Here, then, is Wright’s grand vision. What can be said about it by way of criticism? Perhaps the most well–known criticism comes from Stephen Jay Gould, who in works that predate Wright’s argues that biological and cultural evolution is thoroughly contingent—that if the tape of history were replayed, not only would we not be here, but nothing like us would be here. Nonetheless, the pattern of convergence in biological and cultural evolution seriously undermines Gould’s contingency claim. The same sorts of biological structures and cultural artifacts keep being reinvented. Eyes have been reinvented dozens of times in the course of evolutionary history. And how many times has the wheel been invented in human history?
A different line of criticism begins with what philosopher David Lewis calls an “incredulous stare.” Whatever the arguments pro or con, it is simply too much to believe that the nonzero dynamic can explain the totality of biological and cultural evolution. Wright’s nonzero dynamic is a universal problem–solver that purports to explain everything and thus explains too much. The skeptic in us shies away from such universal problem–solvers.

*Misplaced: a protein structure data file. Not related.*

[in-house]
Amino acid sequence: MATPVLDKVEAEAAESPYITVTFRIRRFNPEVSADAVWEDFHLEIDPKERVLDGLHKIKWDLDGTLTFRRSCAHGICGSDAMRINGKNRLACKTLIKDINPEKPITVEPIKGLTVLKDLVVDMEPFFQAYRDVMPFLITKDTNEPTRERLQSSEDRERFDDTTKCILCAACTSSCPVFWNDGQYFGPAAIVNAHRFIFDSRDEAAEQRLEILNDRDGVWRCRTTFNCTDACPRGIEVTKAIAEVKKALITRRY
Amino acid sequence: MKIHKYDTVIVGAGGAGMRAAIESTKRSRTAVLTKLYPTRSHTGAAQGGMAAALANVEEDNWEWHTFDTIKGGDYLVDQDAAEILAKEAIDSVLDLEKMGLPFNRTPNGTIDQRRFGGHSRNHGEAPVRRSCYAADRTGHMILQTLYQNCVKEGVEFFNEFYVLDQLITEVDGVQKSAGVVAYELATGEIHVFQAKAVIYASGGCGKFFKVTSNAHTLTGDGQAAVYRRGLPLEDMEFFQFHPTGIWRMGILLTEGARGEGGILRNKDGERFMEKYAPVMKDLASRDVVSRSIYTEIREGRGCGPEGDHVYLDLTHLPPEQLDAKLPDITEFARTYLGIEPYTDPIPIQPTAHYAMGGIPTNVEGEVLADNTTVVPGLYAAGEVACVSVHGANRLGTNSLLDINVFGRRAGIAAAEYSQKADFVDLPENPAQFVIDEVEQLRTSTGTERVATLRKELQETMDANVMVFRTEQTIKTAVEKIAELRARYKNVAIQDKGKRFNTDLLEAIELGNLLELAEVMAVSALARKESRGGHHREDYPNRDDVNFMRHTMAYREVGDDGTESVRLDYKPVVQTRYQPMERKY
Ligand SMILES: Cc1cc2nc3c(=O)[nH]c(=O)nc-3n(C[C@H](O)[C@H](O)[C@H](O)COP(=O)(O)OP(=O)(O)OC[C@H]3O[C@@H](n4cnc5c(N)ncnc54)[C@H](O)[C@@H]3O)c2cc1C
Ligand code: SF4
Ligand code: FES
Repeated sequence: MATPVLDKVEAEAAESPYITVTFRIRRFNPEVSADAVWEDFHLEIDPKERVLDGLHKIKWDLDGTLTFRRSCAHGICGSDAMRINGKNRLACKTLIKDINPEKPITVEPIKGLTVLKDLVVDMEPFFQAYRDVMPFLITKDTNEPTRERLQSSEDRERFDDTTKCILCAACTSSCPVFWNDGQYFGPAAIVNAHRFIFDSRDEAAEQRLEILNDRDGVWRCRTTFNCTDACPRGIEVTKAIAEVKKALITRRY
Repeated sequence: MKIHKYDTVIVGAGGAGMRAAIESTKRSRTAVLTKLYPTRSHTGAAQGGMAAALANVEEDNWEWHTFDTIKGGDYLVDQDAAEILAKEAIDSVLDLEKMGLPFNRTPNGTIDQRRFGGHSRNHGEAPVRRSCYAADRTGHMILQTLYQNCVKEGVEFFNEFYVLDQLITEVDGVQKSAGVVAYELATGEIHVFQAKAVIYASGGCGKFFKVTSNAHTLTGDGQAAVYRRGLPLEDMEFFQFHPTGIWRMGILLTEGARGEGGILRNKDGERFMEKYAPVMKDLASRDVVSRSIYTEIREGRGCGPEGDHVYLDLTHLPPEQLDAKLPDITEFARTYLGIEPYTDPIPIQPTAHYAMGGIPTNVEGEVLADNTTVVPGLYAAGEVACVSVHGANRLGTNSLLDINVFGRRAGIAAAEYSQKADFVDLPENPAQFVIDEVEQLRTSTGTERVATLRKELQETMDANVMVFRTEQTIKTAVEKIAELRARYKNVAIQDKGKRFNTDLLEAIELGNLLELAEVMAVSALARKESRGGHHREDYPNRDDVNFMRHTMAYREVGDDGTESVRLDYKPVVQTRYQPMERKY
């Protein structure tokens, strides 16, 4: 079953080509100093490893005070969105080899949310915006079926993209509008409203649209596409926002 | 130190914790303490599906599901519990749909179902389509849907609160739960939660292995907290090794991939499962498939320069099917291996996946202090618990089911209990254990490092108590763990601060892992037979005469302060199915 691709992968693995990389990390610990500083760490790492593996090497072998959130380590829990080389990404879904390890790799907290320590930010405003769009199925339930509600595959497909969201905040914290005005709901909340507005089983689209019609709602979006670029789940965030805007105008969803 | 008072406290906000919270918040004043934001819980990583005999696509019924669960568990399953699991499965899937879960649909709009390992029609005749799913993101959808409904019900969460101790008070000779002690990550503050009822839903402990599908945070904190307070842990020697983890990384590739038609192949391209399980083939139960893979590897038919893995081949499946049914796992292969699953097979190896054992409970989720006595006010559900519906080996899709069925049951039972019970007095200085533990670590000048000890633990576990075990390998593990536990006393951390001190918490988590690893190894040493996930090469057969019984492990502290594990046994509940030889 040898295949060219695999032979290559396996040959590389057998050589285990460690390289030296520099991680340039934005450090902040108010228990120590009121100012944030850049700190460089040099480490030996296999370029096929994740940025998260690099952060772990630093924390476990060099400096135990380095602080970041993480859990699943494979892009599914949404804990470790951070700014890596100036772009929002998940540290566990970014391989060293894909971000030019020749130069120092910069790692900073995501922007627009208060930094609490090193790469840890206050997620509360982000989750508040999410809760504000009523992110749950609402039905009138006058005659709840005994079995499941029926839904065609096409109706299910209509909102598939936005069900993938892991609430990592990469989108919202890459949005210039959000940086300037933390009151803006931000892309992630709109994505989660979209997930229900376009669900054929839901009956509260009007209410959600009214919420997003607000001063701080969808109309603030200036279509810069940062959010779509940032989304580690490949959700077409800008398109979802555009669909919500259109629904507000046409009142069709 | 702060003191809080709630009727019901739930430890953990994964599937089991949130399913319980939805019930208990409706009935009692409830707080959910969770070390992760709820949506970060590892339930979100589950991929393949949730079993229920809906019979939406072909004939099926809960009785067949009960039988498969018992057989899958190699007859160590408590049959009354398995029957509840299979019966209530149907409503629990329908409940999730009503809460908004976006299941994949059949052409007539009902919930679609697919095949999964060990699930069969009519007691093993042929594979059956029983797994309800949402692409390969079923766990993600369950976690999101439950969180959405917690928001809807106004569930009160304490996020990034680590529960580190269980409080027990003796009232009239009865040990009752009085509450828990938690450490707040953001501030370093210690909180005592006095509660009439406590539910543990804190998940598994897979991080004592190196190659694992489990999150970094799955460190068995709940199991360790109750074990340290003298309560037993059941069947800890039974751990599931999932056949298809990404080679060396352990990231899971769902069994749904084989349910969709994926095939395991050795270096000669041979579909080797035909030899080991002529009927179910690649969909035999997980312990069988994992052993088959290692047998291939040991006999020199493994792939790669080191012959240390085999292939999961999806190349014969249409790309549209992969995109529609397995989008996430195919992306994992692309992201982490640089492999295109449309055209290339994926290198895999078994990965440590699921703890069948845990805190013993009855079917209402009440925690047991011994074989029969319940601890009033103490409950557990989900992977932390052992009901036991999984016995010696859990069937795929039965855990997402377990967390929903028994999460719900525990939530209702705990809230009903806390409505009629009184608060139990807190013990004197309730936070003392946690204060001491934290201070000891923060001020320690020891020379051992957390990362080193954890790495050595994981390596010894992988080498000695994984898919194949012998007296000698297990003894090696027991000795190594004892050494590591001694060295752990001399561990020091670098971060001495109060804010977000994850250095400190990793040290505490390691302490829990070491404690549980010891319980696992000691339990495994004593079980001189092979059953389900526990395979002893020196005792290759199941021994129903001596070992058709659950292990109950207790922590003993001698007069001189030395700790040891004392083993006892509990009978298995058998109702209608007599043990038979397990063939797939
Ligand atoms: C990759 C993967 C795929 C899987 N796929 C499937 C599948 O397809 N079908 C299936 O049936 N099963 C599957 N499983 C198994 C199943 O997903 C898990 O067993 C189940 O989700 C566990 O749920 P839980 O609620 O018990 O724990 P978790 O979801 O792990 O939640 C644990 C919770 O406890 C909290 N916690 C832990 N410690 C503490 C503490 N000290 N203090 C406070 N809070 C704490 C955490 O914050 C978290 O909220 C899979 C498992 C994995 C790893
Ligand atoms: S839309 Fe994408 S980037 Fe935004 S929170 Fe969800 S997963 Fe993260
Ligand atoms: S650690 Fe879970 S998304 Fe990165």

Even so, an incredulous stare is not an argument. What specifically is wrong with Wright’s nonzero dynamic? In a recent debate at Baylor University between Wright and professional skeptic Michael Shermer, Shermer tried to run through some examples from biological and cultural evolution where the nonzero dynamic failed. The problem is that the nonzero dynamic is incredibly plastic. Indeed, by being fundamentally probabilistic, it is able to accommodate apparent exceptions by dismissing them as failed experiments that do nothing to undermine the ultimate success of non–zero–sumness.
Although there is a flaw in the nonzero dynamic, it can’t be shown through historical counterexamples. The subtitle of Wright’s book is, after all, “The Logic of Human Destiny,” and it is here that the weakness in his argument appears—though perhaps the problem is not so much logical error as oversight. Wright is on to something with his nonzero dynamic, but it is not the complete explanation of natural and historical development he takes it to be. Wright argues that the nonzero dynamic is sufficient to account for biological and cultural innovation. I would argue that it forms a necessary backdrop for biological and cultural innovation, but that besides Darwinian natural selection and game theory a tertium quid is required—namely, intelligence.